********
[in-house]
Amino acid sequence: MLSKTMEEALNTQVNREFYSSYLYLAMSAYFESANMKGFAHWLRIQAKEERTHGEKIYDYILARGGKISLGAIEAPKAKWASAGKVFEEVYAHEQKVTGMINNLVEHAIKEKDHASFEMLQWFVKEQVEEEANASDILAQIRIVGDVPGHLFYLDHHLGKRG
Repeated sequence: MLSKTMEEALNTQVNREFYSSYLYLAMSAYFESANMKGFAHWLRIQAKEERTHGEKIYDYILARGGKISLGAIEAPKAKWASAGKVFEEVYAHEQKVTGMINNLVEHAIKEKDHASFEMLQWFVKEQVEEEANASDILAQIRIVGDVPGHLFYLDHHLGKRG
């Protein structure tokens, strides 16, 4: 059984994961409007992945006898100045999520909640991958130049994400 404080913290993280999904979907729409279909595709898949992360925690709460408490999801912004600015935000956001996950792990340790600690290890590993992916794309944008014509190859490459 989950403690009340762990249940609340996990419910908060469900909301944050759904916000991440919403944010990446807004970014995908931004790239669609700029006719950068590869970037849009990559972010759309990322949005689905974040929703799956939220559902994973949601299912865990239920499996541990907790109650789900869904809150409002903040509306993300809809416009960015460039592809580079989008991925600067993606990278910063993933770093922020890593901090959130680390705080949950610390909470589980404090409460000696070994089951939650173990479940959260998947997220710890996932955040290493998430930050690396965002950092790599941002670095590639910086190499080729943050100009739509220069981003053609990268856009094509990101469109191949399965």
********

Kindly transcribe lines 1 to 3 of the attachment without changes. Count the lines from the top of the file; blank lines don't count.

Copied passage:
[in-house]
Amino acid sequence: MLSKTMEEALNTQVNREFYSSYLYLAMSAYFESANMKGFAHWLRIQAKEERTHGEKIYDYILARGGKISLGAIEAPKAKWASAGKVFEEVYAHEQKVTGMINNLVEHAIKEKDHASFEMLQWFVKEQVEEEANASDILAQIRIVGDVPGHLFYLDHHLGKRG
Repeated sequence: MLSKTMEEALNTQVNREFYSSYLYLAMSAYFESANMKGFAHWLRIQAKEERTHGEKIYDYILARGGKISLGAIEAPKAKWASAGKVFEEVYAHEQKVTGMINNLVEHAIKEKDHASFEMLQWFVKEQVEEEANASDILAQIRIVGDVPGHLFYLDHHLGKRG